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The State of Civil Unrest: These Issues Will Drive Protests in 2022

Erin Drake 4 January 2022
4 January 2022    Erin Drake

Political Violence Special Edition 2022

In our 2022 publication we reflect on the current state of political violence globally, and explore how some of these dynamics are likely to shape events in the coming year. Many of the issues driving conflict and unrest over the past year remain unresolved, and will prompt further instability and violence in the year ahead. We unpack these stories in this year’s Political Violence Special Edition.

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The Covid-19 pandemic and its knock-on effects have driven protests worldwide since 2020. Erin Drake writes that protests over climate change, anti-vaccine mandates and anti-austerity measures will remain disruptive, and in some cases gain ground through 2022.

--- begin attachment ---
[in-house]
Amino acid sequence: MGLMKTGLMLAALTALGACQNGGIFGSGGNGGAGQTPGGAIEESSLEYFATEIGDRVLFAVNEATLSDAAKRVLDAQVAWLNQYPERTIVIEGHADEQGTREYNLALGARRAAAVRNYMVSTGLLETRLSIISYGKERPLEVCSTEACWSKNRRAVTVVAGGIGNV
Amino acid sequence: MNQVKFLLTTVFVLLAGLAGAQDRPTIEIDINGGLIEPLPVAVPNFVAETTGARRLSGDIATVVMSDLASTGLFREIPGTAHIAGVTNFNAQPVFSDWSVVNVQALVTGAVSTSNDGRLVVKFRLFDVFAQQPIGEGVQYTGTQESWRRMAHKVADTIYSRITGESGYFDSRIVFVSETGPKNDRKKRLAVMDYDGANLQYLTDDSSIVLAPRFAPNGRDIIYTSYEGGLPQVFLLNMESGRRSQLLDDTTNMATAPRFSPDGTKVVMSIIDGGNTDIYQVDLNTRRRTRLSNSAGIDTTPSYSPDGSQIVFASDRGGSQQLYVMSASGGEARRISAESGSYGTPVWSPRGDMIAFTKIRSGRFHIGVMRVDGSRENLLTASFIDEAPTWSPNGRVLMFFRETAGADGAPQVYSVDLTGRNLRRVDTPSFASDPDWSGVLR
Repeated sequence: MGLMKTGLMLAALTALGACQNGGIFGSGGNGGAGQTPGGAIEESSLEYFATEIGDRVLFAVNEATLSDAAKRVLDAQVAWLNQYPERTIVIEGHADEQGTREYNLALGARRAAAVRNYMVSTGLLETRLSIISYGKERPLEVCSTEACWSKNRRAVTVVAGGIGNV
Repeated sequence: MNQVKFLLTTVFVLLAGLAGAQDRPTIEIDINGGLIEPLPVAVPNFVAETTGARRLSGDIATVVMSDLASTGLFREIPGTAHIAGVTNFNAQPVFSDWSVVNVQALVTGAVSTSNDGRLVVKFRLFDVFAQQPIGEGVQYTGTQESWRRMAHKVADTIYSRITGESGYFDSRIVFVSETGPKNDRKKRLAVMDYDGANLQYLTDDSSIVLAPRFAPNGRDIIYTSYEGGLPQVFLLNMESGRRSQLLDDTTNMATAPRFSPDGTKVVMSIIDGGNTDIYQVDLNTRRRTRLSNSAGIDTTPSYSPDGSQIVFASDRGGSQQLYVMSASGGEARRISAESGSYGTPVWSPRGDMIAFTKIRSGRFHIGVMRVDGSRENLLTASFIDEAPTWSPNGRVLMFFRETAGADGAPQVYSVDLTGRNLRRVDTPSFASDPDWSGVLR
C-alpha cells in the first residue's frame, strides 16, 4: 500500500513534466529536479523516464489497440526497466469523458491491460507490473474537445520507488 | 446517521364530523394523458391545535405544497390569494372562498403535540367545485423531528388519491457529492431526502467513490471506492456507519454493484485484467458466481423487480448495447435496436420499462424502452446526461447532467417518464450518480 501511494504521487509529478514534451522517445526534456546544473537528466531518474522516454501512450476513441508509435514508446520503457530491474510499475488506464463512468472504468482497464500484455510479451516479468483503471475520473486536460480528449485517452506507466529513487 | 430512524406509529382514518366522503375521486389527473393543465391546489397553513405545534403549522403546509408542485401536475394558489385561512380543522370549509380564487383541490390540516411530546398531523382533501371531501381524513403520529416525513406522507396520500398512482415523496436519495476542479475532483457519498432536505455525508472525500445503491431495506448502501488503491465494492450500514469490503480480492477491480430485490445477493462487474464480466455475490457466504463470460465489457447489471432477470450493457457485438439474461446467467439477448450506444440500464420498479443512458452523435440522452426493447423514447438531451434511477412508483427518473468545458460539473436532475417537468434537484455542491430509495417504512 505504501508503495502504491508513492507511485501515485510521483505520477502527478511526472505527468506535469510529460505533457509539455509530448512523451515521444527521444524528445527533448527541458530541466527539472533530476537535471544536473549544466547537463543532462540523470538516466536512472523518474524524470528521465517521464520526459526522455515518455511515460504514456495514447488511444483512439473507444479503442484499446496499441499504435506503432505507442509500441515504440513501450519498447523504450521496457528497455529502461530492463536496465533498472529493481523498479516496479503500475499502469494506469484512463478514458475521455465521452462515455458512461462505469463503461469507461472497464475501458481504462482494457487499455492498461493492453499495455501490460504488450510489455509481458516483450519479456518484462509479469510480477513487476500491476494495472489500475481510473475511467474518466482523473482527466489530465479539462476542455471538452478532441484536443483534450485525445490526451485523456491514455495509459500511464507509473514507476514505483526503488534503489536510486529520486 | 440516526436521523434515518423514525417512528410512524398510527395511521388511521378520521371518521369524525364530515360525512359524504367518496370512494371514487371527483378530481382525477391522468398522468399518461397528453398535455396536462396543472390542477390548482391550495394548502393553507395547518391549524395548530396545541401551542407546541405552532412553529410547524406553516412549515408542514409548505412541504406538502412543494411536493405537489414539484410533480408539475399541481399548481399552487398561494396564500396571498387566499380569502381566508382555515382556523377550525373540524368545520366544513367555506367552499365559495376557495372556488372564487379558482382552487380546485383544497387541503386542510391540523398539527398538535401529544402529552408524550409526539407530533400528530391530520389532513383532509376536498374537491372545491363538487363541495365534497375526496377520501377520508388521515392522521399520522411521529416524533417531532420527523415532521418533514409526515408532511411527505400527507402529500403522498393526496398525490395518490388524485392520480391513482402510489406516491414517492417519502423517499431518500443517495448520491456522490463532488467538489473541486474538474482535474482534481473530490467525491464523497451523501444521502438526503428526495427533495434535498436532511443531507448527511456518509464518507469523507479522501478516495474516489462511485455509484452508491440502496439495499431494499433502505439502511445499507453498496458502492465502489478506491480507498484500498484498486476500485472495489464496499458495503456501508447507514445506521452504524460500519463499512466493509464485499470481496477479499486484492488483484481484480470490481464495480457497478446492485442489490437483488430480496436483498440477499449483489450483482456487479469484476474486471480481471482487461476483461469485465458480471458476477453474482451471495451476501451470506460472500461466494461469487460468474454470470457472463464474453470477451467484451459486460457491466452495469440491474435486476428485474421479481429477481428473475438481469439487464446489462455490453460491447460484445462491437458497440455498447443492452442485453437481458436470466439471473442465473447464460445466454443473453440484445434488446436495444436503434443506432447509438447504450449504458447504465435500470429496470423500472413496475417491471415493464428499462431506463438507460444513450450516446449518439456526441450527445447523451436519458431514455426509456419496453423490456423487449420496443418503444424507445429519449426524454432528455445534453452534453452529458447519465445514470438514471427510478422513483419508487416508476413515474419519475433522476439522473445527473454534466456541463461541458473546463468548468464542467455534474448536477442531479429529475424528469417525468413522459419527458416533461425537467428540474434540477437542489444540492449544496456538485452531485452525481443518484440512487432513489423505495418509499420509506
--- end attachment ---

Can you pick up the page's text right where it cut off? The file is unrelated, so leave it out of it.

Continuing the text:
In 2021, many countries began the road to uneven recovery as vaccination campaigns escalated and travel bans began to lift. Eased restrictions on movement also brought increased opportunities for civic activism; issues like climate change, vaccine hesitancy and inflation have driven major protest movements in 2021, exacerbated by states’ strained resources. As governments struggle to raise vaccination levels, address new outbreaks and offset the economic fallout of Covid-19, they will also need to contend with the pandemic’s economic and social impacts, and a growing expectation that they engage with universal concerns like environmental protection and minority rights. But in many cases, issues like strained fiscal capacity and corruption will limit authorities’ abilities to execute such a juggling act and prevent unrest.